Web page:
Posted By Ashok Mathur On September 30, 2014
What is the next most important thing for a Local Health Department? You may be surprised.
Local health departments across the nation have seen their budgets reduce year over year while expenses continue to rise. However, we all know Electronic Health Record (EHR) software will bring needed efficiencies while complying with federal EHR meaningful use mandate. With this backdrop, of course, price is the number one criteria. After price, what is the most important criteria? Read on, you may be surprised.
Sure, you want to be certain that the software system you invest in will meet your needs and be focused for your kind of medical practice. For example, if you are a local health department, you will want to get an EHR which is specific to public health including state and federal compliance and reporting.
Apart from the price for the EHR, your organization is going to spend lot of time and energy switching from either paper documentation or an old electronic medical records (EMR) system to the new EHR. Consider the following efforts when buying a new EHR:
- Selecting an EHR: It is not easy to find the right EHR which meets your organization’s needs.
- Budget approvals: Once the right EHR product is identified, you will need to go through approvals (e.g. LHDs may need to get approval from Board of Health and county commissioners). Additionally, some organizations may need to go through time consuming Request for Proposal (RFP) processes.
- Training: A large number of staff (including patient registration, scheduling, check out, nurses, Medical Office assistants, providers and billing) will need to be trained.
- Implementation: An efficient EHR provides great opportunity to maximize revenue, improve workflow and increase efficiency. To take advantage of the opportunity provided with EHR, you will need to adopt and implement a new workflow.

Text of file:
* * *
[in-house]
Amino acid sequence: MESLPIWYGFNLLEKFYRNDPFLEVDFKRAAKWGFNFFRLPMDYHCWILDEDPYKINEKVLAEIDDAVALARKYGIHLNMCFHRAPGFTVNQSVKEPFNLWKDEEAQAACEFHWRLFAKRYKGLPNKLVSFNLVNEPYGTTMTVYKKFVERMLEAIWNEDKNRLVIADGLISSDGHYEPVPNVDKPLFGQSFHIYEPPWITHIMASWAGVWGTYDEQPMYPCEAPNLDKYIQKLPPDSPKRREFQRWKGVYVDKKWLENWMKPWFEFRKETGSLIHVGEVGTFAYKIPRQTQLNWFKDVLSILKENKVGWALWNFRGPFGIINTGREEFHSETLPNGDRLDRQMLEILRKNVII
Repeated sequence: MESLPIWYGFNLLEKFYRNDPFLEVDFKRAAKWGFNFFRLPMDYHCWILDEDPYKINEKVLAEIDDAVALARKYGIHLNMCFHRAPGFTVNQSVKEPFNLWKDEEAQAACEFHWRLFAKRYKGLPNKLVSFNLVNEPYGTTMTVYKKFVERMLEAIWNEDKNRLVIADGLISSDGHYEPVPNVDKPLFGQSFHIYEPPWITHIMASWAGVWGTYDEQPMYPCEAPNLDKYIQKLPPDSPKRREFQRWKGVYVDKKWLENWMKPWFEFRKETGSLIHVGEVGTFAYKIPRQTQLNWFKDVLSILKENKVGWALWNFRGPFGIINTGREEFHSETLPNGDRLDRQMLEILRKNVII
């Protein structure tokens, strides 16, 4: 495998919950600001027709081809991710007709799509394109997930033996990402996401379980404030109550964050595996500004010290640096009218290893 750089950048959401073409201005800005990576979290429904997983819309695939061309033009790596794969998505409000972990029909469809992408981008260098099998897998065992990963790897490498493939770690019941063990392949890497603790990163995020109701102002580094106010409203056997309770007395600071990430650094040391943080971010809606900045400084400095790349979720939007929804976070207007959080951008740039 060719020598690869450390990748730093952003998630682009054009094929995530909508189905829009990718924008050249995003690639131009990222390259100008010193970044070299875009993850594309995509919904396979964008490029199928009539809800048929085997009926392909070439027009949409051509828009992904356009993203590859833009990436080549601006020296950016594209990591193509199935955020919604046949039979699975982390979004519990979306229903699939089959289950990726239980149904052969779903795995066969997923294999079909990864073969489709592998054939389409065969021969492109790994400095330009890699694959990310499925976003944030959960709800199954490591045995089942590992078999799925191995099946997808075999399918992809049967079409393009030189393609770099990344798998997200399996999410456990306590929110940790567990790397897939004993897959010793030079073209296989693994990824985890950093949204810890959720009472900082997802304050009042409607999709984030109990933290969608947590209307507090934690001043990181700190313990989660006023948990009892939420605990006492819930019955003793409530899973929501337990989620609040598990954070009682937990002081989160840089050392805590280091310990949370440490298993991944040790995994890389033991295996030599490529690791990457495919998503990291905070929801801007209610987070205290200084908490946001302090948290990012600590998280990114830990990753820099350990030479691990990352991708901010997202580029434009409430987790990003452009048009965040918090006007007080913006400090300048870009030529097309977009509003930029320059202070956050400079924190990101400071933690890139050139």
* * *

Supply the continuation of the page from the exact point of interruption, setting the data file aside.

If you are going to spend all the above time and effort, you will want to make sure that the new EHR will be used by your staff. If your staff does not use the new EHR, all the above effort would have been wasted.
Thus, the next most important thing (after price) is that your new EHR must be Easy-to-Use. Yes, EHR has to be easy-to-use for your least tech savvy user. In every organization, there are people who will pick up any software quickly. At the same time, there are some people who will struggle with computers and EHR. These less tech savvy users may be good at their job (e.g. nursing) but will need an EHR which is easy-to-use and easy-to-learn.
Alas, we come across far too many RFPs which talk in length (some 60 pages long) defining technical and functional requirements, but never even mention Ease-of-Use. If an EHR is not easy-to-use, staff will not use it and it may become an expensive mistake. Do not make the mistake; ensure you focus on Easy-to-Use EHR as the next most important factor.